Magazine article Communication World

Ready for Change: There Are Seven New Roles Communicators Can Embrace, from Talent Scout to Community Organizer. Which Are Right for You?

Magazine article Communication World

Ready for Change: There Are Seven New Roles Communicators Can Embrace, from Talent Scout to Community Organizer. Which Are Right for You?

Article excerpt

In the last issue, we painted a dreary picture of what it would be like for a communicator applying for a job five years from now with only "old-fashioned" skills on her resume.

This particular communicator could plan an event, she could bang out press releases, she could create awesome PowerPoint decks, and she could put a positive spin on just about anything. The only thing she couldn't do was find a job.

Why? Because the old communication jobs are becoming irrelevant. I'm not saying there's no need for party planners, press release pushers, PowerPoint pros and positive spinners. But if that is all you can do, well, good luck.

Since the last column was a bit depressing, now let's see what a typical job interview might look like for a modern-day communicator--someone who is embracing new tools, new roles and a new attitude toward "corporate" communication.

Scene: The HR office, which, because of massive cutbacks, is located in an unheated trailer in the south parking lot. A confident woman, around 24 years of age, is being interviewed for a position--actually, the sole position--in the company's communication department.

HR person: What do you consider your strongest skill sets to be?

Communicator: Well, certainly writing. But the entire field of "writing" has changed so much, and I feel that I've done a great job of adapting to that. I've learned how to shift gears and write for different kinds of media. For instance, I can write a great conversational blog item in the morning, a straight news story for the intranet at lunch, and then a video or podcast script in the afternoon.

[ILLUSTRATION OMITTED]

HR person: That's interesting that you said blog. We don't have any blogs right now.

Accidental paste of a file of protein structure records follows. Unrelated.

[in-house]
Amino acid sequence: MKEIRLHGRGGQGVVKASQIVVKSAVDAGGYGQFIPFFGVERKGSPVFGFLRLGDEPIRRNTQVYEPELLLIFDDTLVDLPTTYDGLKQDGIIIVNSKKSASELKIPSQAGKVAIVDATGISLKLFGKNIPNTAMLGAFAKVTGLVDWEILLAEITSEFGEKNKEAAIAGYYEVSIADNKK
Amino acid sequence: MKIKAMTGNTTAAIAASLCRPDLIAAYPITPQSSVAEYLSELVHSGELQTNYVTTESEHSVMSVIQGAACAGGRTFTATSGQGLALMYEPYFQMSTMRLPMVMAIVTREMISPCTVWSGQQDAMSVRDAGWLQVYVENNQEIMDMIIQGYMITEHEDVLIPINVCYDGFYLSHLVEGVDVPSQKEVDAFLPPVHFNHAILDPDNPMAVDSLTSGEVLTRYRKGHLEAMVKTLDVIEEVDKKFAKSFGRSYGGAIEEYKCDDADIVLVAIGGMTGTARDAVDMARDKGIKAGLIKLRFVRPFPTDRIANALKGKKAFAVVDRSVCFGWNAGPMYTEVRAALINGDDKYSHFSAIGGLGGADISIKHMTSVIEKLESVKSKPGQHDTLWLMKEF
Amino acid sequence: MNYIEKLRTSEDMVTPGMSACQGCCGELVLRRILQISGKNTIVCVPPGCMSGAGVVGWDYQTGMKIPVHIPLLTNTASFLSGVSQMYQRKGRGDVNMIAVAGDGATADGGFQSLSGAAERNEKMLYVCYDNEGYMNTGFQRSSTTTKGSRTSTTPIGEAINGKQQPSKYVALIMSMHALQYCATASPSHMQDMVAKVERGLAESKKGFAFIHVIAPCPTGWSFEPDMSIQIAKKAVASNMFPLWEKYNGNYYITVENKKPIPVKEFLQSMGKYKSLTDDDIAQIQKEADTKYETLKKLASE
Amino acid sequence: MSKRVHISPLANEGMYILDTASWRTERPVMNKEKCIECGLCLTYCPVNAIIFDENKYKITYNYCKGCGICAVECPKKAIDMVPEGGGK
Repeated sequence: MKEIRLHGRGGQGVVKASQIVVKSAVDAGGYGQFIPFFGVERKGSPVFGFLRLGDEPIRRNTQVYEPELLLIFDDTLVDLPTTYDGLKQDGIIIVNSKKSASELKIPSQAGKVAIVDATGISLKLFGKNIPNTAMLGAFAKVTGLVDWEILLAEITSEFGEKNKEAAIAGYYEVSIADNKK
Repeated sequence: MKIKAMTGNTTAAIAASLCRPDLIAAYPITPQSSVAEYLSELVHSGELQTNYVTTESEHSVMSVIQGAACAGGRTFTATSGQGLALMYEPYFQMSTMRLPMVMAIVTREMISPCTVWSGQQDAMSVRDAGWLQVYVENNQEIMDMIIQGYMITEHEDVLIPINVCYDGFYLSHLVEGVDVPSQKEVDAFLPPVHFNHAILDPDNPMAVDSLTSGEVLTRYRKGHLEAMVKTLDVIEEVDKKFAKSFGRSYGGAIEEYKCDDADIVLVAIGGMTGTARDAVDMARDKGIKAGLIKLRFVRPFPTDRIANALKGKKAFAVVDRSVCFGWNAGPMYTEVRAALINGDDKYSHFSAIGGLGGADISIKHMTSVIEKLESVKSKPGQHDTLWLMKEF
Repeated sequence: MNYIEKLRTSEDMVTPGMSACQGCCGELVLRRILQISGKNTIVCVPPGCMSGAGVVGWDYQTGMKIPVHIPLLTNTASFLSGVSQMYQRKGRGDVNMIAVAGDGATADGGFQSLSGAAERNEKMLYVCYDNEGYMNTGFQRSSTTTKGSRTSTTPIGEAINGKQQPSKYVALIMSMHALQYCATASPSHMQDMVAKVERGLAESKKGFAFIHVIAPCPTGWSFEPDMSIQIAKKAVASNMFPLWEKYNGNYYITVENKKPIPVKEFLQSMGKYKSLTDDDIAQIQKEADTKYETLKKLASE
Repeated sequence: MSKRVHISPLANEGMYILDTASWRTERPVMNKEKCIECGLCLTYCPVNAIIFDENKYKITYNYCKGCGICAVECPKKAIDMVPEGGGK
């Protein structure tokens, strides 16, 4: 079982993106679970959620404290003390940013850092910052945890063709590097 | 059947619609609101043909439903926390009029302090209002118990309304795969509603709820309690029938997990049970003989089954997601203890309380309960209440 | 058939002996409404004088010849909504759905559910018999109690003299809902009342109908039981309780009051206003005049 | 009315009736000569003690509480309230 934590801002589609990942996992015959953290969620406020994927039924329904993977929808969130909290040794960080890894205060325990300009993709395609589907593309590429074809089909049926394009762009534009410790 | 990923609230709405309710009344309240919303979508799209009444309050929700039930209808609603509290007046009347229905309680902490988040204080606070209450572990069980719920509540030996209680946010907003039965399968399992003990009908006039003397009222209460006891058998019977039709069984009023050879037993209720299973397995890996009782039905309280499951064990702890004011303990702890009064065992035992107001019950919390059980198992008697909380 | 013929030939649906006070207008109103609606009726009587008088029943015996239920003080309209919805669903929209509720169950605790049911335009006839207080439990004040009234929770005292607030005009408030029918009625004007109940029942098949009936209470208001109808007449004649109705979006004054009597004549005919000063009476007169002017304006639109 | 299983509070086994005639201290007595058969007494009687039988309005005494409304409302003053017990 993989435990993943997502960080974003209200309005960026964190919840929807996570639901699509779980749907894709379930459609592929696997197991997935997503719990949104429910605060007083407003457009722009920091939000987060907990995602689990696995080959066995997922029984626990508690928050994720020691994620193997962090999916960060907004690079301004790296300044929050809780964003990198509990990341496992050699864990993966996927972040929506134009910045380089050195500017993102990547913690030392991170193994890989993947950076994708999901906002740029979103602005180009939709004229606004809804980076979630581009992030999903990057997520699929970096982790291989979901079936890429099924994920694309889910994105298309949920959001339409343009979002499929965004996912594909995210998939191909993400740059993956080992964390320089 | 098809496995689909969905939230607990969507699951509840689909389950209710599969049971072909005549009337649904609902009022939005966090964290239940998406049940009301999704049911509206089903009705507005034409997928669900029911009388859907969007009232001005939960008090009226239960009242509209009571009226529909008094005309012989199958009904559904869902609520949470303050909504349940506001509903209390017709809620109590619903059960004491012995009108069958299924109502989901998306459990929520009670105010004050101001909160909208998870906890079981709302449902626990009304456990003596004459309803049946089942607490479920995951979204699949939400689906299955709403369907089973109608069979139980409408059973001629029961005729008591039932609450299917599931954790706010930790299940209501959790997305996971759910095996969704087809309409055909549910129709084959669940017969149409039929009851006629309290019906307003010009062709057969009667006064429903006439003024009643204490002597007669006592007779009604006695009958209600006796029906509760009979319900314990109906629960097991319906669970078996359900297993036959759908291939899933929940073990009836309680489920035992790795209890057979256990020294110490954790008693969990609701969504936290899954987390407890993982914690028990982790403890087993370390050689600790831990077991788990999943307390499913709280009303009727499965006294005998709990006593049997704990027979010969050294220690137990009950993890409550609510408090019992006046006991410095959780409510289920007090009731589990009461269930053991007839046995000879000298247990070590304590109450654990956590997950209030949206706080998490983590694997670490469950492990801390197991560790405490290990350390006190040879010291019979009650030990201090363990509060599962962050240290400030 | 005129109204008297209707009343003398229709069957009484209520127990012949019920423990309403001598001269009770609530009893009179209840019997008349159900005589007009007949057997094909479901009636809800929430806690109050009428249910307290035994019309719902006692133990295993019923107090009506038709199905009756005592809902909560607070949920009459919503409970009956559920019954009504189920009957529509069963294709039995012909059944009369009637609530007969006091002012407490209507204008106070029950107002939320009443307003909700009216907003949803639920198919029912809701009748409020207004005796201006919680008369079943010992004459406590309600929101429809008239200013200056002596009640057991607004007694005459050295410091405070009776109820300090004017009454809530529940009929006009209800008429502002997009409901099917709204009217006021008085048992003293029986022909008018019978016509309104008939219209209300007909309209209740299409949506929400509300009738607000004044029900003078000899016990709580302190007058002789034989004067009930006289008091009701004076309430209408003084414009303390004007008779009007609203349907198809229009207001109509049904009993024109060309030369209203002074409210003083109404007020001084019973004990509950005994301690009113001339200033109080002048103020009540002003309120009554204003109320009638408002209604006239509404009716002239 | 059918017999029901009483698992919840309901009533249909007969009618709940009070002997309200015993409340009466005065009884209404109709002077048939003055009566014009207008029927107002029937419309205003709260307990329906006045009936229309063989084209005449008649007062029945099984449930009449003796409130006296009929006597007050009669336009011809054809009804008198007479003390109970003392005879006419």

Communicator: In my last job, I sat on the social media governing committee, where we not only set up a rotating executive blog, but we also created the rules and guidelines that employees need to follow in all social media, including things like Twitter and Facebook.

HR person: Yeah, we don't allow those things, but it's good that you know about them. What about multimedia? The CEO likes YouTube and wants to make videos. Can you do that?

Communicator: In my last job, I not only coached the executive team on how to do effective leadership blogs, but I also set up the company's YouTube channel for external communications. When I left, we had more than 80 videos up there, and each one of them was tied to one of our strategic priorities. I also created an internal podcast series called "Conversations with Leadership" that was a big hit with employees.

HR person. Interesting. Can you write a news release?

Communicator: Yes.

HR person: Plan an event?

Communicator: Yes.

HR person: PowerPoint?

Communicator: Yes.

HR person: You're hired.

Communicator: Actually, I have about a hundred other offers right now, and I'm weighing them all. So I'll let you know. Is there a bathroom in this trailer?

HR person: No. You have to go outside, by the bush.

Welcome to the new world of communication, where the old skills still matter, but the new ones will get you the better jobs at the cool companies!

And what are those new skills? You got a whiff of them in our fake interview, but let's define them full> In my work as a seminar leader, speaker and consultant, I've identified seven "roles" that smart communicators are starting to take on. They are:

* The Talent

* Talent Scout

* Multimedia Storyteller

* Big Picture Painter

* Community Organizer

* Social Media Coach

* Creative Strategist

Let's look at the first three. …

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